The United States is giving Bolivia $36 million in foreign aid this fiscal year, a sum intended in part to help that Andean country return to civilian rule after a decade of military dictatorship.
Yet, three weeks ago, the Carter administration announced a step that could cost Bolivia as much as $60 million this year - A loss that government of President Hugo Banzer says could seriously disrupt Boliva's economy and fragile politics as well.
That wasn't what President Carter intended when he gave his support March 9 to a plan for the U.S. government to buy $250 million worth of copper and finance the purchase by selling 50,000 tons of government-owned tin. From Carter's point of view, that seemed like a savvy political thing to do.
What was applauded at home, however, evoked cries of "economic aggression" in places like Malaysia and Bolivia, that live off their tin exports. Outside the U.S. embassy in La Paz, it triggered an angry demonstration led by Juan Pereda Asbun, who is regarded as the front-running candidate for the Bolivian presidency.
These differing reactions illustrate the head-on collisions that confront the Carter administration whenever it has to deal with raw materials, prices and supplies.
On one side are the pressures exerted by U.S. business, labor and consumers. On the other - and usually at war with these domestic interests - is an administration promise to help the materials-producing countries of the Third World climb out of underdevelopment and poverty.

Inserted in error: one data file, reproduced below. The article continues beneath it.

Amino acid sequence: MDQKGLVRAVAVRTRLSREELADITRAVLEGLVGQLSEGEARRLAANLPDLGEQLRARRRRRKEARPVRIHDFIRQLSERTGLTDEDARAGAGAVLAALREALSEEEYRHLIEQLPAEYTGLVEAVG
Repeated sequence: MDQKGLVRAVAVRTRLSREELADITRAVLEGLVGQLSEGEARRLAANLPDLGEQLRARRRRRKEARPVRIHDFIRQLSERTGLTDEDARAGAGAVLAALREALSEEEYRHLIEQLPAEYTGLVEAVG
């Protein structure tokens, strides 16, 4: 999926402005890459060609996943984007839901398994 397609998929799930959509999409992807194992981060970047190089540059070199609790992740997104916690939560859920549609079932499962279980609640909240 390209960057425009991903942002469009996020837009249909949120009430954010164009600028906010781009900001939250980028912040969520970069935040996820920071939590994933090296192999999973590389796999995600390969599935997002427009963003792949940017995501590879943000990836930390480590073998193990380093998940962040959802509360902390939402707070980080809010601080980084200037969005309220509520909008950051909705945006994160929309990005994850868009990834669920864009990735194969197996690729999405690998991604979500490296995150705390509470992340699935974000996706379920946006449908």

At issue in this copper-tin case is legislation sponsored by Rep. Morris K. Udall and Sen. Dennis DeConcini, both Arizona Democrats, that would have the government buy 225,000 tons of copper for the nation's strategic stockpile.
The objective is to reduce the 2 million-ton worldwide copper surplus that has driven prices downward since 1974, cutting into the profits of domestic producers and causing heavy unemployment in the five western copper-mining states.
In domestic terms, supporting the bill makes good sense for Carter. Western politicians and the copper industry have been demanding relief. The West has been a political troublespot for Corter because of administration stands on energy and environment issues.
Carter's support for the Arizonans' bill was followed quickly by DeConcini's decision to cast his needed Senate vote in favor of the first Panama Canal treaty.
But, however beneficial the president's action may be to his domestic political welfare. it has generated controversy abroad. That's because the plan calls for financing part of the copper purchase by selling what will amount to 50,000 tons of tin from the national stockpile.
The outcry has been particularly angunished from Bolivia, whose 5.6 million people have an annual per capita income of only $360 (second-lowest in Latin America) and whose in exports are virtually its sole source of foreign earnings.